29th of September – 3rd of October
(also read : John Robb’s review of the opening night here)
Unstoppable Tallinn Music Week celebrates freedom and teaches a thing or two on how to curate chaos.
The latest edition of Tallinn Music Week takes place in the year which commemorates events of political and cultural scale. The anniversary of Estonian independence coincides with the 80th jubilee of Eesti Kontsert, the Estonian Concert Organization that has been contributing to the diversity of the local music scene.
Impressively, Estonia is a living example of culture and politics going hand in hand with no visible sign of intimidation. Traditionally, the opening ceremony of the festival begins with a speech by the country’s President. With a thought-provoking and heartfelt message, Kersti Kaljulaid addresses the role of creativity in finding a balance between freedom and responsibility. “The most gentle way to influence each other’s thinking, to share our thoughts, is a creative solution. That is why it is no surprise that it is people in culture, the creators, who help us grow in our difficulties towards a place where we find solutions”.
The innovative solutions have been, indeed, integral to the strategy of the Shiftworks agency team, responsible for Tallinn Music Week. At a time when the pandemic still knocks on the door of creative industries, they bravely maintain the old format while introducing necessary health and safety measures. The festival-goers are either required to take PCR or present the proof of vaccination to join the event. Venues with large capacity double-check people’s vaccination status.
Meanwhile, the charm of Tallinn dissolves anxieties. It’s no surprise that the city is often presented as an escapist destination in popular culture, e.g. films by Aki Kaurismäki. Following the footsteps of Kaurismäki’s characters, American journalist Alex Maiolo and Jonas Bjerre from Mew came here to join forces with Estonian musicians Erki Pärnoja and Jonas Kaarnamets. During a two-week art residency, the quartet prepared Themes for Great Cities: Tallinn, an audio-visual performance featuring sounds of the Estonian capital. Premiered at the opening ceremony, the composition captivates the audience who quickly distinguish familiar sounds entwined with the ambient music texture. One might recognise squawks of seagulls and the resounding tramp in the tunnel near Freedom Square. “We spent every day, morning till evening, figuring this stuff out, we had this source material, the recordings of the City, that had been done before I arrived”, says Jonas Bjerre after the performance. “There is a lot of behind the scenes. It felt like curating chaos – when you have a lot of stuff and then you pick up on these two things. So we kinda allowed ourselves the freedom to choose.”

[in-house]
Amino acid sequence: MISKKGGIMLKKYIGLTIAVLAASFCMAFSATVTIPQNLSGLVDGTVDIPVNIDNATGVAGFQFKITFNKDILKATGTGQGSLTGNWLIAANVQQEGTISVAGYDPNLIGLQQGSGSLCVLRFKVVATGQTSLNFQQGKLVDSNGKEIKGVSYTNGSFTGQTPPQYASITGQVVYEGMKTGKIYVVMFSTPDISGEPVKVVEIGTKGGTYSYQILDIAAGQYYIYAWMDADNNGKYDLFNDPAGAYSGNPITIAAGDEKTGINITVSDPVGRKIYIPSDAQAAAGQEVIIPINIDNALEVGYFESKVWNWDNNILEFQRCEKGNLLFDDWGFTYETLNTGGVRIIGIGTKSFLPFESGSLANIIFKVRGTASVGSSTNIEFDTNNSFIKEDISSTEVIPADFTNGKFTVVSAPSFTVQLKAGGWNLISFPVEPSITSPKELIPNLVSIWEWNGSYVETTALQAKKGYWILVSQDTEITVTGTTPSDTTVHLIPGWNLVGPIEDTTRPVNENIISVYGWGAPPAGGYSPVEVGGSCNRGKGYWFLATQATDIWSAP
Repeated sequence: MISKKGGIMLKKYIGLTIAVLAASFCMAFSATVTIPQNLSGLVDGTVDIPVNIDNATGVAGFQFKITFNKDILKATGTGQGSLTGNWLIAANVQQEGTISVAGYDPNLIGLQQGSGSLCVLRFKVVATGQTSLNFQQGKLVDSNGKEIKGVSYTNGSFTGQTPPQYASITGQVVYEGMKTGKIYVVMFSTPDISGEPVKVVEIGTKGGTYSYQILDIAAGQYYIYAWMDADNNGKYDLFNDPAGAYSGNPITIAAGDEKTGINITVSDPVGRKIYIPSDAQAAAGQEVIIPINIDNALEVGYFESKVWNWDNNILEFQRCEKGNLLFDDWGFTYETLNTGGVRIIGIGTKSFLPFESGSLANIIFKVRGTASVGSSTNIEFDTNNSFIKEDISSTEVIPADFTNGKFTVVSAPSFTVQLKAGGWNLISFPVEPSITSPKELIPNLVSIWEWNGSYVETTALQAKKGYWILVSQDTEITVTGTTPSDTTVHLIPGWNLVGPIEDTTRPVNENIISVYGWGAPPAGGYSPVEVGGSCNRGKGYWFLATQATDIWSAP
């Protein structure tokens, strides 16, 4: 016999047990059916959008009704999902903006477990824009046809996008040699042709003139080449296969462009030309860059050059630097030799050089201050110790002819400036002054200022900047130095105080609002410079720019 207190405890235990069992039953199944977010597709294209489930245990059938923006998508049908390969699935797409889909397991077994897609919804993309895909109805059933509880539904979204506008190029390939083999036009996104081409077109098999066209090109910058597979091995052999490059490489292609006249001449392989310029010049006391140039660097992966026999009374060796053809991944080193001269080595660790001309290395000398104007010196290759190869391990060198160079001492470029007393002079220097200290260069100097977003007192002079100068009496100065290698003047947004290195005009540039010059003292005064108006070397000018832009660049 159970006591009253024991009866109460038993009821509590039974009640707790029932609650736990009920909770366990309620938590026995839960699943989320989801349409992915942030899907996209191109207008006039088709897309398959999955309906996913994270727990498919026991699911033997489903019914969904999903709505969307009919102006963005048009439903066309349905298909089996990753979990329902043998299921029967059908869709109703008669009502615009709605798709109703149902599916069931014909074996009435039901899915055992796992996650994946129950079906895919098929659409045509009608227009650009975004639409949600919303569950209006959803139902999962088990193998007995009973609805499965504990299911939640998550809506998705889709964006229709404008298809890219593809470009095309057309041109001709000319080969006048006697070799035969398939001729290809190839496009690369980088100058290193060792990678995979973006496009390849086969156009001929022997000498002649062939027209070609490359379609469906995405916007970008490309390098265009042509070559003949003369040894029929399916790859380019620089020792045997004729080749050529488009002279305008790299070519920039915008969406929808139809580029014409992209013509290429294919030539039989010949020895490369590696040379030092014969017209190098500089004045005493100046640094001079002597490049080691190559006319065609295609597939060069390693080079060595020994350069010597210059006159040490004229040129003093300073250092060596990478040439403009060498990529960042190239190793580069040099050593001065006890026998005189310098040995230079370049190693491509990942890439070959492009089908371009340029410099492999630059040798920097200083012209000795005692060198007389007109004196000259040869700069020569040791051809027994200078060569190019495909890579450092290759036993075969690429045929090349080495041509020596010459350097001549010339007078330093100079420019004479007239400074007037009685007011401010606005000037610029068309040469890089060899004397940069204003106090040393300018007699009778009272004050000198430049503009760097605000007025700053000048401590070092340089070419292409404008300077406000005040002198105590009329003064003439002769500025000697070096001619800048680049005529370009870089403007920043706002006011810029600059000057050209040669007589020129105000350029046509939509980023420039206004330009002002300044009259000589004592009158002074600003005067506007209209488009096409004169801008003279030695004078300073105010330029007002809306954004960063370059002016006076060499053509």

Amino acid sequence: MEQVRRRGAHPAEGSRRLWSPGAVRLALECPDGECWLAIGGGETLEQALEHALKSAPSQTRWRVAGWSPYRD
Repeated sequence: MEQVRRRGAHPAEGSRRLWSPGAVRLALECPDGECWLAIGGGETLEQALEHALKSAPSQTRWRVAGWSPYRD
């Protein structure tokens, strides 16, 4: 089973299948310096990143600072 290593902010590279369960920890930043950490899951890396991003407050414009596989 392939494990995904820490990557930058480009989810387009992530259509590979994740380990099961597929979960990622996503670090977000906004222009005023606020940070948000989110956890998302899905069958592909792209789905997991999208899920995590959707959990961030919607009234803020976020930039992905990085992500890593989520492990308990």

Perhaps “curating chaos” is a metaphor that perfectly describes the organisation of a hybrid music event. This time the festival embraces various parts of the City, including Old Town, the creative hub of Telliskivi and recently renovated facilities of the former harbour Noblessner. Logistics implies refreshing walks between venues.
One of the key music festival locations is the formidable Kultuurikatel, a gentrified power station in proximity to the old town walls. Hosting the turbulent shows by Hatari and A Place to Bury Strangers, it becomes the eye of the thunderstorm. The latter play here performing their habitual ritual of dissolving into the crowd. Carrying the box and music equipment across the floor, they leave a trail of excitement. For those who see this for the first time, the performance looks extremely spiritual, exorcising intense energy and dark creativity. The fantastic drumming of Sandra Fedowitz contributes to the tribal feeling, while John Fedowitz’s striking bass and the wall of noise by Oliver Ackermann create the whirlpool of sound.